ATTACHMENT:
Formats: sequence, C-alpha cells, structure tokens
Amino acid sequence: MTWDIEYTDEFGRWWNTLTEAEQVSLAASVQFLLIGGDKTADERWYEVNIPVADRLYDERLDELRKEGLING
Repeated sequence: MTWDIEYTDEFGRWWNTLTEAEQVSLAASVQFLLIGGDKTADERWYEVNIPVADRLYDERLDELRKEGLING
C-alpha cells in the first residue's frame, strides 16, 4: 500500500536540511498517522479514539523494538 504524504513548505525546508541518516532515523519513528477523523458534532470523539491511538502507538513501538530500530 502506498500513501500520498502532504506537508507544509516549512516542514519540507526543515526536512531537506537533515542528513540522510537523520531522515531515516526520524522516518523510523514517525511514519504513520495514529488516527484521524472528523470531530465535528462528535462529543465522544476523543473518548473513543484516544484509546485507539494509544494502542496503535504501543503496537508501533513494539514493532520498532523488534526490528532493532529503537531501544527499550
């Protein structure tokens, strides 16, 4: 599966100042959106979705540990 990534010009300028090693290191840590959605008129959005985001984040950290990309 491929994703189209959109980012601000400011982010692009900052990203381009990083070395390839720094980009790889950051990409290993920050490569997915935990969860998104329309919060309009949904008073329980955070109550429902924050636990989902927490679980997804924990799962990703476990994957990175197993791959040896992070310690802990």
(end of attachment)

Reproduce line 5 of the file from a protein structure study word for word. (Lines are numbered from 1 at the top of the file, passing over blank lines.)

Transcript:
């Protein structure tokens, strides 16, 4: 599966100042959106979705540990 990534010009300028090693290191840590959605008129959005985001984040950290990309 491929994703189209959109980012601000400011982010692009900052990203381009990083070395390839720094980009790889950051990409290993920050490569997915935990969860998104329309919060309009949904008073329980955070109550429902924050636990989902927490679980997804924990799962990703476990994957990175197993791959040896992070310690802990």